When you return from a holiday, it's easy to sink slowly back to work by tackling small projects. Psychology Today suggests a better option could be to take advantage of your clear mind and hit the ground running on big projects.
Photo remixed from Intel Free Press.
The idea is that when you first return to work after an extended break, your mind is rested, and this means you have the clarity of distance, you can notice subtle cues, and you don't get stuck on the wrong answers. When you return from a holiday, you're rewiring your brain a little, and that means your mind is a little more open. Psychology Today suggests taking advantage of this rare moment:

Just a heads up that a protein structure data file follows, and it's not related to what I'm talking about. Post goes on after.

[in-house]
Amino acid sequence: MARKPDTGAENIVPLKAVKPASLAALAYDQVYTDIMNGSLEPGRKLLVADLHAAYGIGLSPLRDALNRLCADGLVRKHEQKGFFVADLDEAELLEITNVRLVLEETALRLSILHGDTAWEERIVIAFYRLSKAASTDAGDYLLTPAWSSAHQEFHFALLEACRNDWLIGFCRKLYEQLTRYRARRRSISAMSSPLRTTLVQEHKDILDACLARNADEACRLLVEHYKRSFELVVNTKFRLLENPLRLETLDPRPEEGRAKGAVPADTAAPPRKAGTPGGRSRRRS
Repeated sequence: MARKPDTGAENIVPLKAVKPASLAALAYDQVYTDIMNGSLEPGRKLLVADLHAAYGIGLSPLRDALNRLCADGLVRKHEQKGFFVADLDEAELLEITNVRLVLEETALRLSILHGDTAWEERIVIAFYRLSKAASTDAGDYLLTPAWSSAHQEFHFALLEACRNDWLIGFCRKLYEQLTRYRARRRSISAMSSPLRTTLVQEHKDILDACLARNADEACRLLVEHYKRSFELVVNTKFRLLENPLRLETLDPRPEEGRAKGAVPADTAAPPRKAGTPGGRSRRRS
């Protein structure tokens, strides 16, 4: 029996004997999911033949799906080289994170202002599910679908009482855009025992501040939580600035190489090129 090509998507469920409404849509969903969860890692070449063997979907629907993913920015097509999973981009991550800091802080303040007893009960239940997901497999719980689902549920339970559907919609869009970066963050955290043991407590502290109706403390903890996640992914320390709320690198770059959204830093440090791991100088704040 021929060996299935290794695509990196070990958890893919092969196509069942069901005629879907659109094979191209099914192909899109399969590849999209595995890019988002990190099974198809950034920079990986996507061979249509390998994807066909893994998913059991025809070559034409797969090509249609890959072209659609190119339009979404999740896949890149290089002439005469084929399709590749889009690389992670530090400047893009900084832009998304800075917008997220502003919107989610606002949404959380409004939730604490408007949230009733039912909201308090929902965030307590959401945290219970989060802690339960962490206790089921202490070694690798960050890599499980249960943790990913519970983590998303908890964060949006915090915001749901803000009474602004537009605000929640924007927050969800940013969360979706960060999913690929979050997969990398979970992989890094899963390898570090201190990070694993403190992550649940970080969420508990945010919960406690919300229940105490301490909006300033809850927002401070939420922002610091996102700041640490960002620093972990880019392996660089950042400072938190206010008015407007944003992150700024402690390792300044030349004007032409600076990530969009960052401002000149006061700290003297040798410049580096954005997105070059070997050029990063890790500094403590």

After a vacation, this happens all by itself as your circuits for solving a problem one way have become less dominant. This idea also explains why I like playing musical pieces I have written on the piano after a long break. I tend to naturally do things differently, because the circuits are not held as tightly, and I stumble upon happy musical accidents along the way.
What this means at work is that new answers to tough problems are more likely to emerge into [your] mind when you haven't thought about a problem for a while. So use this resource, use your fresh mind, to tackle big challenges, not little things you could do anytime.
It's certainly easier to dip your toe back into work by catching up on email or doing other simple tasks, but maybe it's not such a bad idea to jump in head first either.
Back From a Vacation? Don't Waste Your Clear Mind on the Small Stuff [Psychology Today]